Writing for officer.com, Val Van Brocklin reckons a cop’s life sucks. I’m not saying Brocklin’s supporting bullet points would convince a cop to put a bullet in his brain, but they sure don’t sound like a want ad to me . . .
- Intense exposure to the worst in human behavior
- A public that doesn’t understand what police work entails
- A justice system that frequently fails to do justice
- Failures of management
And now . . . budget cuts. “Doing More with Less has become Doing Everything with Nothing and 2011 has started off with too many officers giving the greatest love of all.”
Homosexuality? Oh, wait, that’s “the love that dare not speak its name” (except for police departments recruiting gay officers). Val’s referring to John 15:13 – “Greater love hath no one than he lay down his life for another.”
Oh. So, think positive? Nuh-uh . . .
I used to be a fan of optimism. These days I’ve lost my oomph for extolling, “Look on the bright side” and“Every cloud has a silver lining.” I can’t find bright sides or silver linings in laying people off, requiring those left to do everything with nothing, and being 5 months into a year that is surpassing the preceding one in officers lost to us.
But I also can’t roll over – not when I read about the young officers attending a memorial service for Lt. Eric Shuhandler last year in Gilbert, Arizona. Some of them were facing potential layoffs. Like a newspaper reporter attending the service, I wondered what kind of person would enter a darkened building with an armed intruder inside knowing they might not have a job the next week.
A person who should have a SWAT team with him? Sorry, the SWAT team is not available now. Please leave your name and badge number after the beep. We will return your call.
The self-professed “indisputable master of enter-train-ment” finds psychological strength for cops to carry on in Afghanistan, where conditions are so extreme they make an air conditioned squad car in Arizona seem like a suite at The Venetian.
Well, Val didn’t actually go to Afghanistan; like she didn’t actually attend the funeral service. She read a self-help book, though. Well, heard a radio interview with someone who served in the Sandbox, who wrote a self-help book. And she co-opted his message—just like I’m gonna do in a mo.
Captain Tupper belonged to an Embedded Training Team (ETT) stationed in Kandahar, Afghanistan that fought alongside the Afghan National Army (ANA). Asked about the phrase in his book – “Embrace the Suck”– Captain Tupper tried to explain to the civilian reporter.
Circumstances in Kandahar suck. The heat is often triple digits and you work in a helmet, long pants, boots, long sleeves and 50 pounds of body armor. The food is lousy but since you’re running and gunning, the heat and adrenaline suppress your appetite. Tupper shed 14 pounds from his slender build in the first 3 weeks.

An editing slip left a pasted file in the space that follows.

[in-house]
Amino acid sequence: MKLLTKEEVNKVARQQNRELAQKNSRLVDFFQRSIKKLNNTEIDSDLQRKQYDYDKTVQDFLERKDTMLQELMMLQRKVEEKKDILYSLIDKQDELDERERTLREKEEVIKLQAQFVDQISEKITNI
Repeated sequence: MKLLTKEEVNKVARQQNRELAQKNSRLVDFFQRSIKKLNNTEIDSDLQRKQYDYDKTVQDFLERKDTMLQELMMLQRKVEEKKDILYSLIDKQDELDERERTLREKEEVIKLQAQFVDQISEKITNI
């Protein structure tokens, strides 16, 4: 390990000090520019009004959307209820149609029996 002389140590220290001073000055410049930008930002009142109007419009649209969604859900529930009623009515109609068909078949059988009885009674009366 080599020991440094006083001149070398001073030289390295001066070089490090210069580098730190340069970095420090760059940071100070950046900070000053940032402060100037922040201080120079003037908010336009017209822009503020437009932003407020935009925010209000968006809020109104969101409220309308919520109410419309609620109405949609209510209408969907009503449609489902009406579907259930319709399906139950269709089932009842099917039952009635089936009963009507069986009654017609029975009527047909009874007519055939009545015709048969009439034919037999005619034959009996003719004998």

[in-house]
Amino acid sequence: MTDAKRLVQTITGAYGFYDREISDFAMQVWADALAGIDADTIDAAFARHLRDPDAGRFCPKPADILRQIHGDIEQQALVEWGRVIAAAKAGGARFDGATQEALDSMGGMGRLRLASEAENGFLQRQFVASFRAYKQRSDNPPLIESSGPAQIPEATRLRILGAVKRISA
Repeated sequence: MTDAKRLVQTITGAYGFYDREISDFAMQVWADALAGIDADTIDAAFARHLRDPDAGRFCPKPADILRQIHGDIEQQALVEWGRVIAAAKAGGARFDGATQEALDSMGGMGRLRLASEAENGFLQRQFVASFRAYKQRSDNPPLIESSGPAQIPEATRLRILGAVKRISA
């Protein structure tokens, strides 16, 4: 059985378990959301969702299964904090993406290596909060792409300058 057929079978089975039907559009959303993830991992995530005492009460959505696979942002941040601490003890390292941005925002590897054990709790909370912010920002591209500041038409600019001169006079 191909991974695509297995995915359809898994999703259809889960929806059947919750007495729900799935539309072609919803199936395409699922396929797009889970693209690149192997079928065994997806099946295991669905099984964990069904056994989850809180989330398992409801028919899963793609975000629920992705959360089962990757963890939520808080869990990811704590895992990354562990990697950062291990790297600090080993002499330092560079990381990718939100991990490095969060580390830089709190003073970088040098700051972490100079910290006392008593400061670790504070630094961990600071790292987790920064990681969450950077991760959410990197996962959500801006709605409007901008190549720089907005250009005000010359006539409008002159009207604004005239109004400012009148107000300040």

Sleep deprivation is common. You’re on night patrols and even when it isn’t your watch you’re thinking about how night time is one of the most likely for getting killed. Hygiene is a memory. Within 30 minutes of getting clean you’re shrouded in sweat and filth. Tupper recounted shedding his boots and peeling off his socks – along with parts of his feet that smelled like rotting flesh.
These are just the living conditions. Then factor in the killing and dying. So, Tupper explained, you figure out a way to embrace the suck and ply it with wry humor because, if you don’t, you will lose all morale and motivation for the mission. The greatest generation of WWII had FUBAR and SNAFU. This generation has Embrace the Suck.
As someone who doesn’t work for law enforcement or the military, when I’m feeling put-upon, I embrace the Schnauzer. Well, two (they’re both jealous-types). But the ETS message resonates for put-upon cops and armed civilians.
Fellow armchair worrier that I am (I’m Jewish), I’ll say this about that: my research and interviews with “normal people” who’ve faced death from the right end of the gun shows that lots of things go wrong. Gunfights suck.
You can be aiming your gun at the bad guy from point blank distance, like that Walgreen’s pharmacist, and miss. You gotta think, “Well, that sucks.” If you don’t embrace the suckage and move on, things are going to go from worse to much worse.
Jeremy Hoven lucked out: after shooting at the bad guy the bad guy aimed and . . . CLICK. That didn’t suck. But still Hoven didn’t ETS. He didn’t do much of anything when his marksmanship proved unequal to the task—other than wait for the final curtain.
The general point: as the rabbi says, a gunfight is a fight with a gun. Don’t get fixated on the weapon OR your plan. Or, most importantly, don’t get sidelined by the suckage. I missed and there’s ANOTHER one? That sucks. Now what? I’m shot! That sucks. Now what? The cops think I’m the bad guy. That sucks. Now what?
The trick is to stay focused on the goal: survival. If plan A doesn’t work, Plan B involves bullets you don’t have and Plan C requires the cell phone you left in your jacket over there, keep working through the alphabet. Improvise.
Train hard. Plan well. But don’t expect things to go as planned. Work to a general strategy, like Adam’s “Speed, Surprise and Violence of Action.” And if that doesn’t pan out, embrace the suck and do something else. ‘Cause winning, surviving, doesn’t suck. Unless it does. And if it does, deal. What choice to your have? You know, other than quitting.